Liederiadi: Italian excellence in German tradition
by Rino Alessi
Can an example of Italian excellence such as opera bear fruit within the Lieder tradition, which is so closely connected to German culture and history? Milanese tenor Mirko Guadagnini believes so. Liederiadi, the Festival he founded in Milan and which is the only event dedicated to this stern music genre in Italy, is now in its seventh year.
Guadagnini is specialized in Baroque and contemporary music, and spent last summer in Udine and Venice giving wonderful performances of Britten. He studied at the Aslico School, and as many others started his career singing in the choir; then, in 1999, he was asked at the last moment to replace the lead of “The Rake’s Progress” at Turin’s Regio.
What attracted you to the world of Lieder? “It’s often the people you meet that determine your destiny. I had met various piano players who introduced me to this genre, sparking the initial interest that turned into this dream of mine.”
Liederiadi started in 2006, after two years of “practice” in the home of a dear friend in Milan, who welcomed the newborn event in her living room by inviting friends, artistic director, music critics and journalists. Guadagnini – who has an intelligence and humor that set him apart from most tenors – says they were “under house arrest” for two years. Then the show grew and moved for three years to the Sagrestia Bramantesca in Santa Maria alle Grazie; then it moved for another two years in San Marco, and it is now in its second edition in Palazzina Liberty in Largo Marinai d’Italia. The 2013/2014 Liederiadi, with five shows from December to May, will take place in this beautiful location immersed in nature.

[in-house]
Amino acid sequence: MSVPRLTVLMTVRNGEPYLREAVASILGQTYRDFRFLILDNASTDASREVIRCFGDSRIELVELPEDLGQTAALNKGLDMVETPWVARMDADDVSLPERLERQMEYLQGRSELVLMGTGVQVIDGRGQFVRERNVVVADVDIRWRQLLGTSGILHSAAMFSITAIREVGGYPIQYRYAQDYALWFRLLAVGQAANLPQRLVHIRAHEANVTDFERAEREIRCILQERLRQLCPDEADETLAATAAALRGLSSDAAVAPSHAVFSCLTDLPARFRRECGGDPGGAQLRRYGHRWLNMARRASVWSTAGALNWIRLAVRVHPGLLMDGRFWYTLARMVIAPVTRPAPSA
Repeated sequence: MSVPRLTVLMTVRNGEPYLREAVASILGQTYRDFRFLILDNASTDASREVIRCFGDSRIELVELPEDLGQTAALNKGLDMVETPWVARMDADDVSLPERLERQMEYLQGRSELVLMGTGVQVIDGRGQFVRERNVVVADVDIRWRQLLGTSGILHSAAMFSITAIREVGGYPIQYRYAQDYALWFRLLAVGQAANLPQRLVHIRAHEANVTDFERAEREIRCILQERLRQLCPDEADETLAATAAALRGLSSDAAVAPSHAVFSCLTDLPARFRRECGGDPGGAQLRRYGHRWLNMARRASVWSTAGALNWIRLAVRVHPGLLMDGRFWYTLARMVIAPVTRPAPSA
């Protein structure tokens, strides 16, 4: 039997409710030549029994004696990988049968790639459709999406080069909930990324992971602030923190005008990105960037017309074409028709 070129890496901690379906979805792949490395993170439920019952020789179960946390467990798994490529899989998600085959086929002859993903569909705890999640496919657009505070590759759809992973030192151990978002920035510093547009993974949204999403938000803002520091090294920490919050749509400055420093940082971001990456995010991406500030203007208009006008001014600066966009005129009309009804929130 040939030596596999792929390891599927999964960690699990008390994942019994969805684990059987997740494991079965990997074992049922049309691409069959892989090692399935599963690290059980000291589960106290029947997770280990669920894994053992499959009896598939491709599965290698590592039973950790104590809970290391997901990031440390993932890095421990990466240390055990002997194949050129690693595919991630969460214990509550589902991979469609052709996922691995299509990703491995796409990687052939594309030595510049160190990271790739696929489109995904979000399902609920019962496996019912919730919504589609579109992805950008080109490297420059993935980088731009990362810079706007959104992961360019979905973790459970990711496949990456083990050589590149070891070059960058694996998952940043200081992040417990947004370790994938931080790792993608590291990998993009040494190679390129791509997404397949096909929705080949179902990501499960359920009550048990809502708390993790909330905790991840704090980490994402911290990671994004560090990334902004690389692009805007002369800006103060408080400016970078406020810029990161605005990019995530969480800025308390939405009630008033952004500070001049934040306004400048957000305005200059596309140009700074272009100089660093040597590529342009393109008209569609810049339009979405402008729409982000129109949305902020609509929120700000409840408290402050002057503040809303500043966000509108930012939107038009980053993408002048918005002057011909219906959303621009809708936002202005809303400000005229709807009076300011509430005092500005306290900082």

The first evening, titled “I viaggi di Aleksandra Potanina” (“The Journeys of Aleksandra Potanina”), explored some rare gems of the Russian repertoire performed by the Siberian contralto Oksana Lazareva. Magnificently accompanied at the piano by Marino Moretti, Lazareva led the audience on a musical journey from Dargomyzhsky to the little-known Sviridov, not to mention four wonderful “Songs and Dances of Death” by Mussorgsky – on the trail of the mid-1800s Russian pioneer and scientist, who was the first woman to work in ethnomusicology and to transcribe a number of traditional Asiatic songs, through notes and drawings now on exhibit in Tomsk, Oksana’s hometown. Coincidences that seem to come full circle in the distant Siberia.
In January, the Palazzina Liberty will host a concert on Lieder’s origins on the occasion of the three-hundred-year anniversary of the birth of Carl Philipp Emanuel Bach; the following shows will pay homage to clarinet and voice (March), French women’s voices in Debussy and Chabrier (April), and finally “Las flores argentinas” (May).
“The festival has been a rather demanding personal investment,” Guadagnini adds. “But I have learned that being persistent in one’s dreams is helpful. I felt a strong need to express my feelings through singing, and Lieder are a great well from which only the noblest feelings emerge. Besides, the piano is still my favorite instrument. I love working with pianists.”
Oksana Lazareva had her first encounter with Lieder at school: “It is part of the required repertoire in my country. It’s not true that this genre is easier to sing than opera. It has a well rounded expressiveness and aims for a different goal. In opera singers are like athletes who have to prove they can reach the finish line; during a concert you have to convey your feelings”.
In the future, Liederiadi – supported by the efforts of its organizers, a small subsidy from Regione Lombardia, and the success it has with its loving followers – plans to continue its research on the roots of the genre, exploring Telemann’s world and broadening the approach to include other instruments, such as the guitar and the harp.